In all his work he makes me smile with gratitude that I’ve been able to view his talent and unsurpassable presence throughout career and characters.
I am uncertain what to say.
Both Buddhists and Vedantists agree that this subtle ‘I’ should be given up if you want liberation, but disagree about the terminology and how belief in this ‘I’ can be annihilated.
Buddhists say: ‘There is no entity at all, no ‘self’ or ‘I’, just a sequence of causatively conditioned psychic and physical processes.’ For the rest they do not talk about an ‘I’. They even disapprove of talking in terms of ‘I’, for instance in a statement like “When we regard the nature of this knowing as being ‘me’ or ‘I’, and hold onto that concept – this is a small view, and it is confused, mistaken.”¹
Nevertheless in Dzogchen, the radical non-dualistic core of Tibetan Buddhism from which the last quote originated, a number of texts have been produced in the past in which the term ‘I’ is used, even with emphasis, to point out the highest principle, as being the ‘majestic creativity of the universe’. In one of the root texts of Dzogchen, the Kunjed Gyalpo, it is stated:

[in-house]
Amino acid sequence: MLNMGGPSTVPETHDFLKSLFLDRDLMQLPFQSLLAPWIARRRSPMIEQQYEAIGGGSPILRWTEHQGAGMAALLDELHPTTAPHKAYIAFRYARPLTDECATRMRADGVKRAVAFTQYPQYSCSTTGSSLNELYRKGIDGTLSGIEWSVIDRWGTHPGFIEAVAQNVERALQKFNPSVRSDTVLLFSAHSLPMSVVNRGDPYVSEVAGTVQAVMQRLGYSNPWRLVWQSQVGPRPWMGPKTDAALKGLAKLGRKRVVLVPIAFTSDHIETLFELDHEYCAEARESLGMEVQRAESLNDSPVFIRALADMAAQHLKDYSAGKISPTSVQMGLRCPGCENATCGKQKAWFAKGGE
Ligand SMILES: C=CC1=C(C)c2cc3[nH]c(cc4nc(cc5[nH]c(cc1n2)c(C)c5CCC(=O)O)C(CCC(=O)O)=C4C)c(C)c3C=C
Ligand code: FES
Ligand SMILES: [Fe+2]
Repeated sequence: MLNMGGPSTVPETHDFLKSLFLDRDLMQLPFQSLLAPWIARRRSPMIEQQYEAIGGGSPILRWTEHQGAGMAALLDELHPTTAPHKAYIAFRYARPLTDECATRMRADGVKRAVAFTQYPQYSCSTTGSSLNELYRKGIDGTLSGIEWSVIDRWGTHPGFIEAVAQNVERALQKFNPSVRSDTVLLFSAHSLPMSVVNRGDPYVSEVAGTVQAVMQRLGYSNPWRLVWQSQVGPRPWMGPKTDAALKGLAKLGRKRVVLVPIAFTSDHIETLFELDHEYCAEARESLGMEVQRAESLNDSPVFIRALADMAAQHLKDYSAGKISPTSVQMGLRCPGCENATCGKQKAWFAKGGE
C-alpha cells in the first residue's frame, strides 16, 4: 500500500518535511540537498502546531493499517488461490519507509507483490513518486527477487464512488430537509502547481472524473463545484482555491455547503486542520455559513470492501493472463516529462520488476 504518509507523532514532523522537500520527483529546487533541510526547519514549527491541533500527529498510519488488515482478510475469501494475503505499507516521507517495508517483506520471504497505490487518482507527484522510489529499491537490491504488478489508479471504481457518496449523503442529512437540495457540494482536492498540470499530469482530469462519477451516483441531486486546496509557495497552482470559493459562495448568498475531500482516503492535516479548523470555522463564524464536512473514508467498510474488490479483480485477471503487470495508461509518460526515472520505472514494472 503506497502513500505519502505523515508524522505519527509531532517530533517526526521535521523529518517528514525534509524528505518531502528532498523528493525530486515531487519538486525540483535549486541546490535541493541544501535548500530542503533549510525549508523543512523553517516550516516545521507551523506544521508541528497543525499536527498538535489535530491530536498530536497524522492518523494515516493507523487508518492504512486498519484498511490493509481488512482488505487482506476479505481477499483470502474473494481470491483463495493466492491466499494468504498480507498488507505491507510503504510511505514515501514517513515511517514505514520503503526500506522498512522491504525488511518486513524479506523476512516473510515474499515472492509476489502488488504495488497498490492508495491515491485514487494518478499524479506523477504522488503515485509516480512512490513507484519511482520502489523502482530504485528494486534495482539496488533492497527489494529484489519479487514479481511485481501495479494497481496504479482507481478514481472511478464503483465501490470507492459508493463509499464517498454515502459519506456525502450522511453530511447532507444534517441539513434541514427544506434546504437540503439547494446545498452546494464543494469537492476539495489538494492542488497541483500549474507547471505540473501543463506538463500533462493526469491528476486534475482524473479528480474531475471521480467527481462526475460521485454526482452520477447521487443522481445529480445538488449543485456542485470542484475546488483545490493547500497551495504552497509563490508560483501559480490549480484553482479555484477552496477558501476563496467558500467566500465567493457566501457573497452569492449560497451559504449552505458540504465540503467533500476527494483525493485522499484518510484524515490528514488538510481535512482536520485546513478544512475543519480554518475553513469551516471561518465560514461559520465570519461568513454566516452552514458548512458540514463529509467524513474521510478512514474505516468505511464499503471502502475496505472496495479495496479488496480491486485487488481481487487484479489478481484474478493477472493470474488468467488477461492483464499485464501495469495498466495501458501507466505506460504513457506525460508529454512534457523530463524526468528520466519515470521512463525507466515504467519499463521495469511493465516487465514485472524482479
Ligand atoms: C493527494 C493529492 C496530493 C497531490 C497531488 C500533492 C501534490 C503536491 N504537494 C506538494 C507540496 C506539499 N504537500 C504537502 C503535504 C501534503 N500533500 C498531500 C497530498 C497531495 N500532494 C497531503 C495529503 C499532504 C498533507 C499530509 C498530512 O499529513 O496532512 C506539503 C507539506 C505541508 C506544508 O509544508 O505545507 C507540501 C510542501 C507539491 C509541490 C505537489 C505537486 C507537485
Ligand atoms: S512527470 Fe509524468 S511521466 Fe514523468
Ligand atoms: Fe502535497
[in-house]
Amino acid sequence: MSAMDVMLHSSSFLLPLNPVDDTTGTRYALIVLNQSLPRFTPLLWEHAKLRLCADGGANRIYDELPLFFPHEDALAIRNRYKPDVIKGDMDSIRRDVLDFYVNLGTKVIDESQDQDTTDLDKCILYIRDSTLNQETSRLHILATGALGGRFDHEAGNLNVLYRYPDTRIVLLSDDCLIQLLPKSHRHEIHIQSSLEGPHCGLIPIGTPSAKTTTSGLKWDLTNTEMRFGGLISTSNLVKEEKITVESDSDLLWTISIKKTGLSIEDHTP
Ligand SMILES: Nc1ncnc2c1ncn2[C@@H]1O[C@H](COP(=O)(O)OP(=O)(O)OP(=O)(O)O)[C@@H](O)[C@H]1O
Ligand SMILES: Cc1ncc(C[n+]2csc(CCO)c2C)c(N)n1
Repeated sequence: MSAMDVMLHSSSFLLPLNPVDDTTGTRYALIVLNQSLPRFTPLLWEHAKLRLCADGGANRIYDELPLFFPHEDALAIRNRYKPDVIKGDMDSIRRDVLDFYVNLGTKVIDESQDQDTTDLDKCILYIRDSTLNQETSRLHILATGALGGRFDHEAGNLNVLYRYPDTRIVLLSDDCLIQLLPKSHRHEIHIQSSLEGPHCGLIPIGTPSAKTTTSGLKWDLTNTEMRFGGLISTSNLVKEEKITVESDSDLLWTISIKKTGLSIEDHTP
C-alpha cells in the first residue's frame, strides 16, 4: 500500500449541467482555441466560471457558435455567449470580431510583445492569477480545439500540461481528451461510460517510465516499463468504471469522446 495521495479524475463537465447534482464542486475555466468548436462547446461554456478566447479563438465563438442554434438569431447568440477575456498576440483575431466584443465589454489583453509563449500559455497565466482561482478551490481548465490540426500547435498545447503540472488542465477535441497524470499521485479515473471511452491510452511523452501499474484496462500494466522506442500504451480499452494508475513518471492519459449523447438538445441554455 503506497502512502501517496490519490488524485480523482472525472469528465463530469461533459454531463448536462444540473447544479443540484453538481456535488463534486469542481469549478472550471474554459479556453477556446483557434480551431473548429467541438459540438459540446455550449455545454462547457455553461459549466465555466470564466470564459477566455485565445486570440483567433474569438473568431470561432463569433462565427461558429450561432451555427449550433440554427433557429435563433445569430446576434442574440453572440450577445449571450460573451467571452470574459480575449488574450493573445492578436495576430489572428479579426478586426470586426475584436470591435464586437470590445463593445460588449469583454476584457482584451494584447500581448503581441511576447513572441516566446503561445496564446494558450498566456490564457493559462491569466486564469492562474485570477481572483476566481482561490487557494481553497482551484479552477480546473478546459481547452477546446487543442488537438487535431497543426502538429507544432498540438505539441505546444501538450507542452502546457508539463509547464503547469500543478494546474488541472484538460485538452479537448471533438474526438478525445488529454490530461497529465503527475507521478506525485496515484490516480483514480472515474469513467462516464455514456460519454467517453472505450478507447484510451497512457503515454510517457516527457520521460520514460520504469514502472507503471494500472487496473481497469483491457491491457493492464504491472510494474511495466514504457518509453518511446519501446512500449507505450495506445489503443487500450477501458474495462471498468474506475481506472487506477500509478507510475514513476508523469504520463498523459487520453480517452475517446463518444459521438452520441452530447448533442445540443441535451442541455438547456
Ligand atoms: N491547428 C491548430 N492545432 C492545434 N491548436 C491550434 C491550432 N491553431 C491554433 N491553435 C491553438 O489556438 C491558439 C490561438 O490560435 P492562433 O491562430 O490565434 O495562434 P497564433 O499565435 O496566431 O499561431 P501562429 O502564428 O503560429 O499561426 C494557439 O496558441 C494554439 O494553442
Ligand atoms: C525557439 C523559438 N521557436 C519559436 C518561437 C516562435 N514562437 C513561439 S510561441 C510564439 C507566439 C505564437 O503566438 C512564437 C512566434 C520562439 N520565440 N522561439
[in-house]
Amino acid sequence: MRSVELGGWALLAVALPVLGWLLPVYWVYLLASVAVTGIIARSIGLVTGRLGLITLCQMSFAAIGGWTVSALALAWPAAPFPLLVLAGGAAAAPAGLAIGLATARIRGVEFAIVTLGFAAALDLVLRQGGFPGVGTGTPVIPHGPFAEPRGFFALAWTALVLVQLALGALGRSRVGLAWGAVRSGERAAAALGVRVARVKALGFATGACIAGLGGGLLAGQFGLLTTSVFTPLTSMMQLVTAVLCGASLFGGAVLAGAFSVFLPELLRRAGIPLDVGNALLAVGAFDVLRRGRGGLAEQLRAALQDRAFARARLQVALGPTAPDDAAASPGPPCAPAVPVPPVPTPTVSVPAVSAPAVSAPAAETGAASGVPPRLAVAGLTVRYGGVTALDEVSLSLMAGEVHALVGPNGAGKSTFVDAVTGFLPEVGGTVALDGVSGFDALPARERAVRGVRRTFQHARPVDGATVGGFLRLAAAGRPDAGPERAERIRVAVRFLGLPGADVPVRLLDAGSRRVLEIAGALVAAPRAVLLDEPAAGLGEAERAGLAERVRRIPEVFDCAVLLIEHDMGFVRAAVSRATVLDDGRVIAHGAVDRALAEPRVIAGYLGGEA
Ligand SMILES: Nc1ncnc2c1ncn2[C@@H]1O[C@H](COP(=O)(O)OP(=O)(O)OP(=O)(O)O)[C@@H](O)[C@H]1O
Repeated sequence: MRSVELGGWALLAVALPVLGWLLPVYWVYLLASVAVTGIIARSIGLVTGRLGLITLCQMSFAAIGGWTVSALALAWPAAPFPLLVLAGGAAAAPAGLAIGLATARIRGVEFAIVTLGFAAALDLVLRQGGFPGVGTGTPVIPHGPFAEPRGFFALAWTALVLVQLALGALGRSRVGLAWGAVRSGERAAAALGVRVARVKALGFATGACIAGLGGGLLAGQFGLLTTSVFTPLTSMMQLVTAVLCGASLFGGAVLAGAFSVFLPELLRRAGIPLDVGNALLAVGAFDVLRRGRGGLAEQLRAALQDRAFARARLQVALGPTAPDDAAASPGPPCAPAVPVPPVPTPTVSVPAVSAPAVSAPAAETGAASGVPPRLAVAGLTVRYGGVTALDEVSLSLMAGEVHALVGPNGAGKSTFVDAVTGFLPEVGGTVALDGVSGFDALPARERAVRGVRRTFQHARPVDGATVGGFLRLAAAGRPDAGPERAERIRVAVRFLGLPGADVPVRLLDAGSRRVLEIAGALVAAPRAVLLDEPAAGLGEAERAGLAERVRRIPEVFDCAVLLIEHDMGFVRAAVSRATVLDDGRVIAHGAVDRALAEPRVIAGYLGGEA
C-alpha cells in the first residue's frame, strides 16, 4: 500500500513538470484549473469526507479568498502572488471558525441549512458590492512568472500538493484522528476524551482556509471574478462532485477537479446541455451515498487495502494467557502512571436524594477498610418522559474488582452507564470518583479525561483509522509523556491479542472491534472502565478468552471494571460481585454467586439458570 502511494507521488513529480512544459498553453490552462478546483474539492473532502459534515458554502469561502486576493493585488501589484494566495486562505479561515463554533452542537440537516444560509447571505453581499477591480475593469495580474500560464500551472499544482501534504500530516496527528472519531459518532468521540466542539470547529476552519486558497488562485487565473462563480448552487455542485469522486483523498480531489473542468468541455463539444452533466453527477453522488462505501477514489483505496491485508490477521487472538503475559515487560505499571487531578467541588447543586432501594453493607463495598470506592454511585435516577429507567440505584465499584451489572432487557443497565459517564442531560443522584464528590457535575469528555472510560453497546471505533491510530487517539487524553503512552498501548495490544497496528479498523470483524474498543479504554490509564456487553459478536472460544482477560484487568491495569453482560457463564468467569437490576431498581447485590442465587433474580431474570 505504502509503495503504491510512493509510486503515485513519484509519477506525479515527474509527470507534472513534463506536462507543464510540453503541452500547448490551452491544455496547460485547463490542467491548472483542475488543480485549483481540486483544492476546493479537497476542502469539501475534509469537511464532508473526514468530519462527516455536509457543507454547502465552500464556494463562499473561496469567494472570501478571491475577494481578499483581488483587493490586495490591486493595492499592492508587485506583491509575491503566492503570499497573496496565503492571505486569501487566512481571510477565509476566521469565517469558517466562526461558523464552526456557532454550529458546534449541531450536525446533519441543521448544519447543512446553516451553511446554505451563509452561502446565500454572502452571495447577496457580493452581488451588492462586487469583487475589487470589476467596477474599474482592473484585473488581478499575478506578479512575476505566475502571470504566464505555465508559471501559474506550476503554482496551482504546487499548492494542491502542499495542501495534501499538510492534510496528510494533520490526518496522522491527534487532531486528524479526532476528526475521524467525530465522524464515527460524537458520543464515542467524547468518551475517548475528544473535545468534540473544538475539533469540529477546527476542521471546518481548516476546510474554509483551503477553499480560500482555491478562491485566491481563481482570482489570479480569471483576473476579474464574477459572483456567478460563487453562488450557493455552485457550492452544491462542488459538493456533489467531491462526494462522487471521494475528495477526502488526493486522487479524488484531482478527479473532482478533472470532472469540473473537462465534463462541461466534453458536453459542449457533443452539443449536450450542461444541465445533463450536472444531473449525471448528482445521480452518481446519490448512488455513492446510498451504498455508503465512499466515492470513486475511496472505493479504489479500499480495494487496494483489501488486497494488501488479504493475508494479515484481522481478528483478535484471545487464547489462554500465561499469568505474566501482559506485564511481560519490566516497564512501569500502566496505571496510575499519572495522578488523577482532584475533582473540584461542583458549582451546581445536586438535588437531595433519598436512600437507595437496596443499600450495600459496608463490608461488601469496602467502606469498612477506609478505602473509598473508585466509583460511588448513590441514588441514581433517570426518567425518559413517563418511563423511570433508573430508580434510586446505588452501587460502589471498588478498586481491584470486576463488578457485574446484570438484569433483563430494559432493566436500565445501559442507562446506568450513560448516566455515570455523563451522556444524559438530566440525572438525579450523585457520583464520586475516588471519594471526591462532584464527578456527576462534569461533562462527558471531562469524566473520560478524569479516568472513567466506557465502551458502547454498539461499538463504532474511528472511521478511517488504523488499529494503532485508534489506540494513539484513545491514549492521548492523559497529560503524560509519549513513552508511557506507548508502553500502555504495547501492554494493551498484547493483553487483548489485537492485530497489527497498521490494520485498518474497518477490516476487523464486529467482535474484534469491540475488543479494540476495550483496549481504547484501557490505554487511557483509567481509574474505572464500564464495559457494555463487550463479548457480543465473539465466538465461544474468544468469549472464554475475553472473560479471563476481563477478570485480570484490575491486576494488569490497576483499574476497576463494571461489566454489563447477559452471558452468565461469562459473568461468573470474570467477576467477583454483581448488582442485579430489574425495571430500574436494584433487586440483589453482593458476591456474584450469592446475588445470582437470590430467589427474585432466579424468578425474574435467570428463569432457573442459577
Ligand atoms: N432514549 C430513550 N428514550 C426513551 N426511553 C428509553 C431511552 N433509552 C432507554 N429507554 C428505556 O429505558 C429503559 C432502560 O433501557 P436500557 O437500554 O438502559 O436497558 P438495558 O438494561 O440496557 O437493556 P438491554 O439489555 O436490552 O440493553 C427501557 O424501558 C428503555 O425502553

“I, the creativity of the universe, pure and total presence, am the real heart of all spiritual pursuits”; and
“Because all phenomena are none other than me, I, the all-creating
one, am the decisive experience of everything.”²
From texts like these it becomes apparent how comparative the term ‘I’ actually is. The same term that deserves to be disapproved as signifying a mistake, is apparently also used to denote the highest principle.
(—Excerpt from Introduction to: "I” Is A Door: The Essence Of Advaita As Taught By Ramana Maharshi, Atmananda And Nisargadatta Maharaj" by Philip Renard. Scribd.)
I don’t know what to think.
I think I am being watched.
Waiting for flu shot
Every chair a zafu
Each aisle for slow kinhin
One breath following another —
This place of zen practice
I have not come here to be alone